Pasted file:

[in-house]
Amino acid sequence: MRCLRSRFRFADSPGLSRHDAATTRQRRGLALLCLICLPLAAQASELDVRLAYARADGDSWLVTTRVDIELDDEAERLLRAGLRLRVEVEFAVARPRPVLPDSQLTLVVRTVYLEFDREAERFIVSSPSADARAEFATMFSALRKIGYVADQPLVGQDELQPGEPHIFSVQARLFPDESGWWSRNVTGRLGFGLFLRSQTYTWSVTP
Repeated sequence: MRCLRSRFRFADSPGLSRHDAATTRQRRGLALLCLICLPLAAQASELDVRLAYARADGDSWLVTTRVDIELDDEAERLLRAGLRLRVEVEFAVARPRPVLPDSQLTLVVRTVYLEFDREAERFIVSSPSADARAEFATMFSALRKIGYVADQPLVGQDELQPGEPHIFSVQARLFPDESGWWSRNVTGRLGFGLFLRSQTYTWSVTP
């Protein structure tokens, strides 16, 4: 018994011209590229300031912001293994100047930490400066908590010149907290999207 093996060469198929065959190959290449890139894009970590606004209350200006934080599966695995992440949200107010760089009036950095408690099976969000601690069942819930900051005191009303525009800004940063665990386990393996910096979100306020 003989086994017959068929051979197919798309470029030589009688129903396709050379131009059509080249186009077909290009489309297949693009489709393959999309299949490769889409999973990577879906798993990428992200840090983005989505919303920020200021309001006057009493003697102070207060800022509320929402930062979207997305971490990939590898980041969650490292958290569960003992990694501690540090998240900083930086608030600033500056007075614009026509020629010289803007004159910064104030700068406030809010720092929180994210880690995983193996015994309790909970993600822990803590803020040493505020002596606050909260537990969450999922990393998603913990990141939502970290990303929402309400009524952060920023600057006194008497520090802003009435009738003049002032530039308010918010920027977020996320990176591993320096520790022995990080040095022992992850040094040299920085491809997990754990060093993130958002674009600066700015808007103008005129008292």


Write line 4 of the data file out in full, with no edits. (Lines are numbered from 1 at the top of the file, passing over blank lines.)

């Protein structure tokens, strides 16, 4: 018994011209590229300031912001293994100047930490400066908590010149907290999207 093996060469198929065959190959290449890139894009970590606004209350200006934080599966695995992440949200107010760089009036950095408690099976969000601690069942819930900051005191009303525009800004940063665990386990393996910096979100306020 003989086994017959068929051979197919798309470029030589009688129903396709050379131009059509080249186009077909290009489309297949693009489709393959999309299949490769889409999973990577879906798993990428992200840090983005989505919303920020200021309001006057009493003697102070207060800022509320929402930062979207997305971490990939590898980041969650490292958290569960003992990694501690540090998240900083930086608030600033500056007075614009026509020629010289803007004159910064104030700068406030809010720092929180994210880690995983193996015994309790909970993600822990803590803020040493505020002596606050909260537990969450999922990393998603913990990141939502970290990303929402309400009524952060920023600057006194008497520090802003009435009738003049002032530039308010918010920027977020996320990176591993320096520790022995990080040095022992992850040094040299920085491809997990754990060093993130958002674009600066700015808007103008005129008292």